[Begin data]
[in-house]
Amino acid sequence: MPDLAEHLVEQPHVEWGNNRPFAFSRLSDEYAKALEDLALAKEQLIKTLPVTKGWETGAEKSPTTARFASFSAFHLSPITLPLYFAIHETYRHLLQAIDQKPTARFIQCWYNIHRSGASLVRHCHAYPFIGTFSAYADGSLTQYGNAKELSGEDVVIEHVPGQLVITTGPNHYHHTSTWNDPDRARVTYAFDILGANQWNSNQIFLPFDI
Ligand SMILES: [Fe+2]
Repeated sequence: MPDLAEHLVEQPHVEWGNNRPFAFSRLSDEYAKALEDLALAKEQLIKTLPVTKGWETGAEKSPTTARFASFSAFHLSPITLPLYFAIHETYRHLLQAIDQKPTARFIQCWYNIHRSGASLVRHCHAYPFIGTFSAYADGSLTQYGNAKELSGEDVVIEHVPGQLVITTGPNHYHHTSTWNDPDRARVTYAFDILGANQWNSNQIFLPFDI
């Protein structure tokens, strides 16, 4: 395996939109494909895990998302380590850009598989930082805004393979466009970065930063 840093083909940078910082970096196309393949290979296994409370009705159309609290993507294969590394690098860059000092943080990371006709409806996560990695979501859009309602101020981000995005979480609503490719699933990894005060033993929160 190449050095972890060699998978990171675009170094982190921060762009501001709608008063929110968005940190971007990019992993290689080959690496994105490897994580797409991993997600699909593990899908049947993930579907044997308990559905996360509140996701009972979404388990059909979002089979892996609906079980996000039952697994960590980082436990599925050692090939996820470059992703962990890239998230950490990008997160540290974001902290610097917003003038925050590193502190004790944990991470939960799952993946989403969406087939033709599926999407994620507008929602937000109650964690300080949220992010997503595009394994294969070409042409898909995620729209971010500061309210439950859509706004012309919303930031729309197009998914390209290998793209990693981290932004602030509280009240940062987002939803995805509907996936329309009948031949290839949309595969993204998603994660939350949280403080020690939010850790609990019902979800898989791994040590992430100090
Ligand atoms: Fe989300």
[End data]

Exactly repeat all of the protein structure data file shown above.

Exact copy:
[in-house]
Amino acid sequence: MPDLAEHLVEQPHVEWGNNRPFAFSRLSDEYAKALEDLALAKEQLIKTLPVTKGWETGAEKSPTTARFASFSAFHLSPITLPLYFAIHETYRHLLQAIDQKPTARFIQCWYNIHRSGASLVRHCHAYPFIGTFSAYADGSLTQYGNAKELSGEDVVIEHVPGQLVITTGPNHYHHTSTWNDPDRARVTYAFDILGANQWNSNQIFLPFDI
Ligand SMILES: [Fe+2]
Repeated sequence: MPDLAEHLVEQPHVEWGNNRPFAFSRLSDEYAKALEDLALAKEQLIKTLPVTKGWETGAEKSPTTARFASFSAFHLSPITLPLYFAIHETYRHLLQAIDQKPTARFIQCWYNIHRSGASLVRHCHAYPFIGTFSAYADGSLTQYGNAKELSGEDVVIEHVPGQLVITTGPNHYHHTSTWNDPDRARVTYAFDILGANQWNSNQIFLPFDI
């Protein structure tokens, strides 16, 4: 395996939109494909895990998302380590850009598989930082805004393979466009970065930063 840093083909940078910082970096196309393949290979296994409370009705159309609290993507294969590394690098860059000092943080990371006709409806996560990695979501859009309602101020981000995005979480609503490719699933990894005060033993929160 190449050095972890060699998978990171675009170094982190921060762009501001709608008063929110968005940190971007990019992993290689080959690496994105490897994580797409991993997600699909593990899908049947993930579907044997308990559905996360509140996701009972979404388990059909979002089979892996609906079980996000039952697994960590980082436990599925050692090939996820470059992703962990890239998230950490990008997160540290974001902290610097917003003038925050590193502190004790944990991470939960799952993946989403969406087939033709599926999407994620507008929602937000109650964690300080949220992010997503595009394994294969070409042409898909995620729209971010500061309210439950859509706004012309919303930031729309197009998914390209290998793209990693981290932004602030509280009240940062987002939803995805509907996936329309009948031949290839949309595969993204998603994660939350949280403080020690939010850790609990019902979800898989791994040590992430100090
Ligand atoms: Fe989300």